ON AN ON | Things Can Always Get Heavy

prof on-an-on_smWe’ve done a lot of touring, and with ON AN ON we’re pretty fresh, so it’s definitely the most fun thing we’ve been able to do.

 

 

 

Formed from the ashes of gloom rock outfit Scattered Trees, ON AN ON is difficult-to-classify indie pop trio based out of Chicago. Their debut album, Give In, will be released on January 29 through Roll Call Records. PLAYBACK:stl recently spoke with lead songwriter Nate Eisland to get some insight into the transition from somber, ghostly guitar rock to somber, ghostly electro-pop.

prof on-an-on_lg

Your previous group, Scattered Trees, was a very melancholic outfit, labeled more than once as “sadcore.” How have you adapted your songwriting or recording approach to reflect the change in sound with ON AN ON?

It’s been an interesting transition. A lot of those labels, like “sadcore” [laughs], came with that last Trees record, Sympathy. It was really heavy, so I totally get that. There are certain things in life that are global, and I tend to think about death and mortality and things in those vein a lot. My perspective in life has changed a lot since Trees, and so has the angle for my songwriting. There are still thoughts about mortality—things can always get heavy, fast—but I was tired of feeling like I was going to cry after every show. Performing as Scattered Trees was kind of draining, and recording for ON AN ON was, in many ways, a reaction to that. Subject-wise, it’s a lot of more varied, and I think we’ll be better able to respond to our listeners because of it.

Listening to Give In struck me as a logical progression from your sadcore material as Scattered Trees. Do you consider your new project to be an entirely new entity, or a continuation of your previous work?

It’s definitely an entirely new entity. It has three of the same people [as Scattered Trees], but I think we see eye-to-eye creatively in a way that starting a new project was really a perfect storm for us, to go into the studio and make a new record from a place where we didn’t have loyalties already. It’s a leap that I don’t think Scattered Trees could have made.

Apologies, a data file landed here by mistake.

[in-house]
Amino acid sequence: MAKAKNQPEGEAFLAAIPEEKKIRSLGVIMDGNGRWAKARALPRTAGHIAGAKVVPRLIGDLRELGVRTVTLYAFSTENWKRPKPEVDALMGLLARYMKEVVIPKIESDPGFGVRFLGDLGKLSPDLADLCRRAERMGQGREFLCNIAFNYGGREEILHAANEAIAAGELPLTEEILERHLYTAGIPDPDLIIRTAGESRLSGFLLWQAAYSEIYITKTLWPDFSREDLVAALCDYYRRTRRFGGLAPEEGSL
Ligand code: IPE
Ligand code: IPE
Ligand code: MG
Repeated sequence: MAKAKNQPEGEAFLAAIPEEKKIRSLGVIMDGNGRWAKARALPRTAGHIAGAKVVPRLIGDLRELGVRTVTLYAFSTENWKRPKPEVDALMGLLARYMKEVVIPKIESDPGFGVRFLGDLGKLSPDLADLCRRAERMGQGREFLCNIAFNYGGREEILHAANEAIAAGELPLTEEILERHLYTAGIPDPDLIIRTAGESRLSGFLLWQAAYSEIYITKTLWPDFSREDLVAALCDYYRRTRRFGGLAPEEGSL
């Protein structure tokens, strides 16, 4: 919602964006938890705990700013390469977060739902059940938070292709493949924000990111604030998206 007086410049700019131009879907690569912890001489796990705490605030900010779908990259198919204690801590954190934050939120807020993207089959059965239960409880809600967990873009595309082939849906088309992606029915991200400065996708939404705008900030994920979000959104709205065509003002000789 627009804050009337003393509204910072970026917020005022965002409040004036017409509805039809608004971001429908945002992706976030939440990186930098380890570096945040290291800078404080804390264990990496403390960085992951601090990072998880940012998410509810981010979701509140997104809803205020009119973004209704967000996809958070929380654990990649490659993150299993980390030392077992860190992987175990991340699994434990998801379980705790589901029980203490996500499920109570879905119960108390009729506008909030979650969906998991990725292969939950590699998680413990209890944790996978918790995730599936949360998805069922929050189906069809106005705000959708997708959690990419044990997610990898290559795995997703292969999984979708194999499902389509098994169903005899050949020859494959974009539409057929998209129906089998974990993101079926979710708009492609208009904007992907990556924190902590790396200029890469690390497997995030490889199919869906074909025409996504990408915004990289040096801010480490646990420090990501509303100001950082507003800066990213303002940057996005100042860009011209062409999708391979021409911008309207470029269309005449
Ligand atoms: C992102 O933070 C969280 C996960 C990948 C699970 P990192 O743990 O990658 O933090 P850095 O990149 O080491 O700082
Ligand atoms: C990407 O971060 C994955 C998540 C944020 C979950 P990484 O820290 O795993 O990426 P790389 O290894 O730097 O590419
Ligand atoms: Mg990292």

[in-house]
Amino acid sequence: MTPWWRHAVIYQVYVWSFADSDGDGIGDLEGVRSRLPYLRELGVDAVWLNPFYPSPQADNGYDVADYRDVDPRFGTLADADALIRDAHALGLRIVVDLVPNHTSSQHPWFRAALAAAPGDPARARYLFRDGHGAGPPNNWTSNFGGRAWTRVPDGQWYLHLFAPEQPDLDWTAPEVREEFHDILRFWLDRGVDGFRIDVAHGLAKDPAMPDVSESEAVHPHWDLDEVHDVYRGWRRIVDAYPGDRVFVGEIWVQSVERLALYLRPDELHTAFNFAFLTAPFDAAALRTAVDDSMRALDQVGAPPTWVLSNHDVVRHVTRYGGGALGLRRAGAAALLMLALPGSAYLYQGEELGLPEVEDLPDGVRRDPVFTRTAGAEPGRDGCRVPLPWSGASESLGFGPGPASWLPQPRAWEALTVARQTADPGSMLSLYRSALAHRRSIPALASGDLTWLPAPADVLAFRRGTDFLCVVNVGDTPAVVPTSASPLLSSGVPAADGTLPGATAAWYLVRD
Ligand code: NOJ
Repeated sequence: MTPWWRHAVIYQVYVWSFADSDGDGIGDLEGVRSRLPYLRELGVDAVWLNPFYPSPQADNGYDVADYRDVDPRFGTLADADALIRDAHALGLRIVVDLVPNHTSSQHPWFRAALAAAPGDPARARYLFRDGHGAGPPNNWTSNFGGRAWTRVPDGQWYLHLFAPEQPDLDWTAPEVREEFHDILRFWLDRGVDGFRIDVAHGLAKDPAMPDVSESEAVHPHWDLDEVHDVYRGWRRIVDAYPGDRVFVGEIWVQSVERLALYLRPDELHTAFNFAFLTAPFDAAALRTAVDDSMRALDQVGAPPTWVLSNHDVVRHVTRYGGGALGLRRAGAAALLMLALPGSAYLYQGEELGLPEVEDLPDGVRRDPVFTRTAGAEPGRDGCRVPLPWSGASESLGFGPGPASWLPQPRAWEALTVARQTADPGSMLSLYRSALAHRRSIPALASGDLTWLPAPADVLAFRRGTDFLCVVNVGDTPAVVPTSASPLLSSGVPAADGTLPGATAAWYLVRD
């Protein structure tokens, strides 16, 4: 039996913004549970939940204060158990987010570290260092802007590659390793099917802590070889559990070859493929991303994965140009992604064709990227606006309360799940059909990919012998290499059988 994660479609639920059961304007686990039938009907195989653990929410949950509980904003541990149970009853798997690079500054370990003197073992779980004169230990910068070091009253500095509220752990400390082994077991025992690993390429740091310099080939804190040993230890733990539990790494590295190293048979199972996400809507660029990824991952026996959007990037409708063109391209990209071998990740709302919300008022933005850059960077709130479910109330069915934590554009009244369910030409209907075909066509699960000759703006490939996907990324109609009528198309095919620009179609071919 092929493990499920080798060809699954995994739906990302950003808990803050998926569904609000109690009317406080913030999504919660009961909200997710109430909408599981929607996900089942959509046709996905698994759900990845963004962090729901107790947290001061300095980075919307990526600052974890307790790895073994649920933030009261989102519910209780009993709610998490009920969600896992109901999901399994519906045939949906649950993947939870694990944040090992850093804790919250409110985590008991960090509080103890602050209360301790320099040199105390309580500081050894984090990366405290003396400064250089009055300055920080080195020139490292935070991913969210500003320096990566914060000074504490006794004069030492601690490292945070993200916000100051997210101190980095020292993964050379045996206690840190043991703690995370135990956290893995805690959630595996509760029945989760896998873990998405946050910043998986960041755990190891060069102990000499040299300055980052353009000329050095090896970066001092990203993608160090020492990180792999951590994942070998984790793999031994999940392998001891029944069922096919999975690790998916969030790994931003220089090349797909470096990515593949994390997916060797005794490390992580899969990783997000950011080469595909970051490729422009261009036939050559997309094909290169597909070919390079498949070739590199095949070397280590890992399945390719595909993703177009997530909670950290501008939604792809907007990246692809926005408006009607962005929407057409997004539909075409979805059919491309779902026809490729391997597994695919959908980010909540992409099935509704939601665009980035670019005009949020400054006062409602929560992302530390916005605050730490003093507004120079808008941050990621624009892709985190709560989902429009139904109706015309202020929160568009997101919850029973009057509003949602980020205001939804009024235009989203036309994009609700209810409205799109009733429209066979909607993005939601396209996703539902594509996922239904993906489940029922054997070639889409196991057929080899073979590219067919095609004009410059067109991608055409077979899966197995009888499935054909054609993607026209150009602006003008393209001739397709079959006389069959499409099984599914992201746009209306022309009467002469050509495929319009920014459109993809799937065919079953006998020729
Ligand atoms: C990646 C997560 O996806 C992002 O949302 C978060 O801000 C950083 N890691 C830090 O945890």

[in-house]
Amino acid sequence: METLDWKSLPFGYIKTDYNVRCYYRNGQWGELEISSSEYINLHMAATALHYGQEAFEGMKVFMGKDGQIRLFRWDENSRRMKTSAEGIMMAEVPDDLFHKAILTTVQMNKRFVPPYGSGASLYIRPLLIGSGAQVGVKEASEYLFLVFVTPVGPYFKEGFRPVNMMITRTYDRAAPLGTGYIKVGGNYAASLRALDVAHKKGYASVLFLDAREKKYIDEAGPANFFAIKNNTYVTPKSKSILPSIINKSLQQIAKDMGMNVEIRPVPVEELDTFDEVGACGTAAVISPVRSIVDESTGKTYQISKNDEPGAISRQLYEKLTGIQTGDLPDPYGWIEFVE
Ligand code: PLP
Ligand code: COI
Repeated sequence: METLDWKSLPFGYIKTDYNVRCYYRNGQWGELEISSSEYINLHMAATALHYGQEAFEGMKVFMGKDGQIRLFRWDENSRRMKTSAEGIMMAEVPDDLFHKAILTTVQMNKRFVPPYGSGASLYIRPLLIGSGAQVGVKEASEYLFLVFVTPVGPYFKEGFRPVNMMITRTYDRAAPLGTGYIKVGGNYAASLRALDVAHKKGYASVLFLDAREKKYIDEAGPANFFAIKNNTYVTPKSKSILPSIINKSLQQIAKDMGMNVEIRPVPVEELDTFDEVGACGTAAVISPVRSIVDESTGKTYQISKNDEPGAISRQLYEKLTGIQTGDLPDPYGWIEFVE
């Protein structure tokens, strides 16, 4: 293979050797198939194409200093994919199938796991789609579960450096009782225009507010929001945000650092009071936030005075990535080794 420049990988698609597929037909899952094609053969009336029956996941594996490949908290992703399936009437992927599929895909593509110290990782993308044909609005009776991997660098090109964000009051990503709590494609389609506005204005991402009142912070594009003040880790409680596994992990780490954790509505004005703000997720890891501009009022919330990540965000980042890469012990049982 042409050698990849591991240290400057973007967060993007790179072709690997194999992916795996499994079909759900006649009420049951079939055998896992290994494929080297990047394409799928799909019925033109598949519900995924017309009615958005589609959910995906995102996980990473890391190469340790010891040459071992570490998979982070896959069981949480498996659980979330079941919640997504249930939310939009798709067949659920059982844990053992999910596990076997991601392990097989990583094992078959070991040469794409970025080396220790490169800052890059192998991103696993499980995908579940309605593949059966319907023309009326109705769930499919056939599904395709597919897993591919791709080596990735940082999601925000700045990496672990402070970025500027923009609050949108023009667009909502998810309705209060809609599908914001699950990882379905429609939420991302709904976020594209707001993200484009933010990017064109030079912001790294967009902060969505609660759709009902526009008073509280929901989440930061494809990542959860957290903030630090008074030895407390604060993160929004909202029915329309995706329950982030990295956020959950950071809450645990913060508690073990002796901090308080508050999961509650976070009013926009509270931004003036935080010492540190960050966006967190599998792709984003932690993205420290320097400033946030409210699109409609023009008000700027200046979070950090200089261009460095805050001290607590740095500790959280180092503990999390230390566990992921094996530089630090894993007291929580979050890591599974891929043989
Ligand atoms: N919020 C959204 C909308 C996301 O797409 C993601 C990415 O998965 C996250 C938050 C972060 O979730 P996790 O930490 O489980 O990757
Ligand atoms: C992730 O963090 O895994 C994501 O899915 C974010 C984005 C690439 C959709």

You recorded Give In with renowned producer Dave Newfield. Did working with Newfield change your typical approach in the studio?

Definitely! It was a serious education for us, and we looked at recording way differently after working with Newfield. He really changed our old ideas and executions. We had been self-producing the past several years and it really put a glass ceiling on our work. Working with Newfield forced us to try out some things we wouldn’t have even considered before.

Did you approach Newfield about producing, or vice versa?

We had approached Newfield before, and at the time he told us that he wasn’t really looking for any long-term projects. We had to kind of convince him that we would handle our share of the work; he had recently done some production for artists that forced him to handle a lot more of the music than the producer normally would. But I was persistent, and when I tried contacting him again and showed him all of the material we’d already come up with, he was willing to give us his direction for the album.

What influences or inspirations did you look toward for ON AN ON, and how have they developed since your earlier work?